Using ultrahigh vacuum scanning electron microscopy, we investigated the transformation processes of holes and hillocks on vicinal Si(111) surfaces during annealing at around 1200°C. A hole and a hillock decay symmetrically with one another, their shapes are complementary and the decay rate is almost the same except during the final stage, where hillocks decay faster than holes. Flat (111) planes appear both at the bottom of the hole and at the top of the hillock due to layer-by-layer decay. As a result of transformation, regularly arranged atomic-step bunches are formed in both cases. The electric field used for sample heating was found to greatly affect the final shape of step bunches. As for the transformation of holes, step-flow sublimation becomes the dominant process for holes larger than the adatom diffusion length, while layer-by-layer filling-in of the bottom terrace is the dominant process for holes smaller than the adatom diffusion length.
Thermal relaxation of isolated single silicon two dimensional (2D) islands, 2D vacancy islands and pyramid type islands, produced on the Si(111)(7×7) surface by using a tip of a scanning tunneling microscope are observed by temperature variable scanning tunneling microscopy. Thermal decay rates of silicon islands are measured at various substrate temperatures of 650 K-850 K. Effects of the probe tip on the rates are measured and reduced rates are determined without the tip effects. The sizes of islands depend on time with a function form of (t0-t)α. For single bilayer islands, α was 1 without the tip effects and 2/3 with the tip effects. From these results, we conclude that the intrinsic decay process of islands is attachment-detachment limited but is diffusion limited with the tip effect. Activation energies for the intrinsic decay of single 2D islands and 2 D vacancy islands are 1.5 eV and 1.3 eV, respectively. Characteristic (5×5) islands with long life times are found during decay. The (5×5) structure is also observed on pyramid type island surfaces. We discuss the results in terms of two dimensional vapor phase processes.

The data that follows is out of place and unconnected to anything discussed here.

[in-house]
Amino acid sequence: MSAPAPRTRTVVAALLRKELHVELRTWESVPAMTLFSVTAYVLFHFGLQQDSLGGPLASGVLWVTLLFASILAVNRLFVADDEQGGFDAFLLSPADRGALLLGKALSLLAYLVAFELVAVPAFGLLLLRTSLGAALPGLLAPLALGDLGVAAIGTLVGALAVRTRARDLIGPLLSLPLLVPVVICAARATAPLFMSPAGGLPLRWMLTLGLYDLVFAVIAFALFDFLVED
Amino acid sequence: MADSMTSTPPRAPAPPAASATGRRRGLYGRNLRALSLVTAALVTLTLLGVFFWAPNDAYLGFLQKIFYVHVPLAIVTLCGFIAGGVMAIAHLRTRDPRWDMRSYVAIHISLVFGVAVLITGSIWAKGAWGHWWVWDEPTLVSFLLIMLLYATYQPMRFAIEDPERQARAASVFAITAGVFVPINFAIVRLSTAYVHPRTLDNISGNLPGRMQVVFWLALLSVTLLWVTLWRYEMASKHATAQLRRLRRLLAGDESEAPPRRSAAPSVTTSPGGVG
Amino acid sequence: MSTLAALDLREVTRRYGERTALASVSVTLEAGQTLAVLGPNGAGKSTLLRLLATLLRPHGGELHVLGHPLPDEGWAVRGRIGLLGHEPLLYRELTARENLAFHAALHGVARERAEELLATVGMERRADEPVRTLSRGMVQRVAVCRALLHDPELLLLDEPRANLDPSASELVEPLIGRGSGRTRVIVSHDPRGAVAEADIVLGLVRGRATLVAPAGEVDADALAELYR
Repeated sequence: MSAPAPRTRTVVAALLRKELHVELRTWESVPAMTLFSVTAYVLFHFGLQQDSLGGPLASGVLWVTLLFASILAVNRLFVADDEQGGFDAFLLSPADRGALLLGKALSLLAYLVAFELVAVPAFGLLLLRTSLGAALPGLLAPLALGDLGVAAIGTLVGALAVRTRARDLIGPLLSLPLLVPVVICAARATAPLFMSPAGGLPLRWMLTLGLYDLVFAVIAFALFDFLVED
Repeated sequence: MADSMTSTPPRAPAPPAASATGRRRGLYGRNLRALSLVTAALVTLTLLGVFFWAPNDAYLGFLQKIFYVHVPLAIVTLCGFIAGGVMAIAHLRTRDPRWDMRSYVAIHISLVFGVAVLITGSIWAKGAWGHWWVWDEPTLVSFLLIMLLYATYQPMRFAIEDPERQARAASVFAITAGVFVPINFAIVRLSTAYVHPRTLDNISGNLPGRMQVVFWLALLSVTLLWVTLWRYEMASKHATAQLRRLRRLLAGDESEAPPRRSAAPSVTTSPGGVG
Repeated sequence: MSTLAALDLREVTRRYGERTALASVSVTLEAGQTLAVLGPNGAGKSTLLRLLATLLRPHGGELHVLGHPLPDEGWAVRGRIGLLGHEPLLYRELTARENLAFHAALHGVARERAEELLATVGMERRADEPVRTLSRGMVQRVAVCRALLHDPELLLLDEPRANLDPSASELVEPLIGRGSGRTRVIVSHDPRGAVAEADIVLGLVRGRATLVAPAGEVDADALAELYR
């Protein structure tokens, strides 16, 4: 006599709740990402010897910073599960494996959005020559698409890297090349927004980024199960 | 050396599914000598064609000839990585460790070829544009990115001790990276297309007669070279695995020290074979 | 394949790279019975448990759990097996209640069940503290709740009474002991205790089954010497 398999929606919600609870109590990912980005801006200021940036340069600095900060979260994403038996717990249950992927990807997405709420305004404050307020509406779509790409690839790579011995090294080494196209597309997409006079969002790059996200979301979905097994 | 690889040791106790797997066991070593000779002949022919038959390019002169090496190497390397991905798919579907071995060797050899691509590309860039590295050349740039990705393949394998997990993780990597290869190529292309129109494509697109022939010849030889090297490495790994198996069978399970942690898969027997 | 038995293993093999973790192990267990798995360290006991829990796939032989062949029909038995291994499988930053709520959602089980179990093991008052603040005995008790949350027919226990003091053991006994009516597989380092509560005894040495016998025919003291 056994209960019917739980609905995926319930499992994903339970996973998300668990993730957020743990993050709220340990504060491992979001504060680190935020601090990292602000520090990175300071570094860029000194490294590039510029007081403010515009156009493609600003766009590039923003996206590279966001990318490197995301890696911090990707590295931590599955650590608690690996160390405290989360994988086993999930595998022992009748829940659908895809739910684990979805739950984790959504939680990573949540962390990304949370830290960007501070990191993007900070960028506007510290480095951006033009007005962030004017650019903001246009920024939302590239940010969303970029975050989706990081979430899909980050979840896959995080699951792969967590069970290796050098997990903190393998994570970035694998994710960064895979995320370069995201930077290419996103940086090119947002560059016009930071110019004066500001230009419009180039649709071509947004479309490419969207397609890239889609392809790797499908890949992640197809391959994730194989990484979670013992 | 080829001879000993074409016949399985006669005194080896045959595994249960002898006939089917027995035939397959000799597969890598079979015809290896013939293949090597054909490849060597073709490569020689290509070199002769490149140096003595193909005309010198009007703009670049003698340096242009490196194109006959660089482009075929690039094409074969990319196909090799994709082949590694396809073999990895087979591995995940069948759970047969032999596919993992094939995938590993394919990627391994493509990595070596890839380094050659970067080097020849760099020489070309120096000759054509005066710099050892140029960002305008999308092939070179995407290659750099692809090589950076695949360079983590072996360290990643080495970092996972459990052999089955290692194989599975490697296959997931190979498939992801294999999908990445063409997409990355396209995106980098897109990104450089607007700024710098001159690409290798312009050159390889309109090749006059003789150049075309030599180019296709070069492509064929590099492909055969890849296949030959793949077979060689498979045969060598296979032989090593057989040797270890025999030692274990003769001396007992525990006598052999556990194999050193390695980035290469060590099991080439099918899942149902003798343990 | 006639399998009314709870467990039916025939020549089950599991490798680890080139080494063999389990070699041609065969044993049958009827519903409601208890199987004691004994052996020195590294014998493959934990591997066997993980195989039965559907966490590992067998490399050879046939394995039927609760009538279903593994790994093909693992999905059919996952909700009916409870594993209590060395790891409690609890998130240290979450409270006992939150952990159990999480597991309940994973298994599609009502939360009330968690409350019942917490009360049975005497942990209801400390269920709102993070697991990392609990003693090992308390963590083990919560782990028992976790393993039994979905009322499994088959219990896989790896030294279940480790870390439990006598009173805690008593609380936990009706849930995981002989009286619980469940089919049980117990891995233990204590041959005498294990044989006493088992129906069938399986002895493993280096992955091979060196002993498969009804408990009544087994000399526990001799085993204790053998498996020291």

A preliminary theory of the mechano-catalytic water-splitting proposed in 1998. The friction between the stirring rod and the glass surface generates an enough electriostatic field for the field-emission of positive holes from the semiconductors. The emitted holes react with water molecules to evolve oxygen molecules and protons, which go to the glass surface and combine with the electrons there to evolve hydrogen molecule. However, it leaves behind to clarify the role of the electrodes.
Infrared reflection absorption spectroscopy (IRRAS) has been adopted for the high sensitive and high resolution vibrational spectrum measurements on the metal surfaces. In recent years, IRRAS using buried metal layer substrates (BML-IRRAS) has been developed. This technique provides sufficient sensitivity for the submonolayer adsorbates on the semiconductor and insulator surfaces. The synchrotron radiation stimulated process, which has characteristics of high spatial resolution, low damage, and unique reaction selectivities, is expected to realize a practical nano-process technique in future. We are developing the new BML-IRRAS technique and trying to apply it to the monitoring of the SR stimulated surface reactions. The BML-IRRAS technique is useful in the in-situ observations of the surface reaction, especially of the beam-induced reactions. In this report, our BML-IRRAS technique and recent results of our experiments using this technique with thermal and SR stimulated reaction on the hydrogen terminated Si(100) surfaces are introduced.
Microstructural and microanalytical investigations were carried out for traditional Japanese clay ceramics called Sekishu-kawara. In this study, optical microscopy as well as scanning- and transmission-electron microscopy were employed. Specimens under investigation are (A) the original wet materials dried in air for several days, (B) the materials dried at 773 K, and (C) the same materials fired and sintered at 1493 K in a tunnel kiln. Not only some clear SEM images but also the TEM images, which were taken for the first time by us, for the clay ceramics are presented. TEM mi-crographs of specimen C show that mullite crystals, grown in the firing and sintering process, are in the shape of strip, 5 nm×50 nm×500 nm in largest, and are dispersed, in the amorphous glass. SEM micrographs of specimen C, on the other hand, show that the clay ceramics are porous and contain considerable amount of tunnel-shaped open spaces called continuous pores. The continuous pores are constructed by a complicated, three dimensional shape of amorphous glass, in which the mullite strips exist.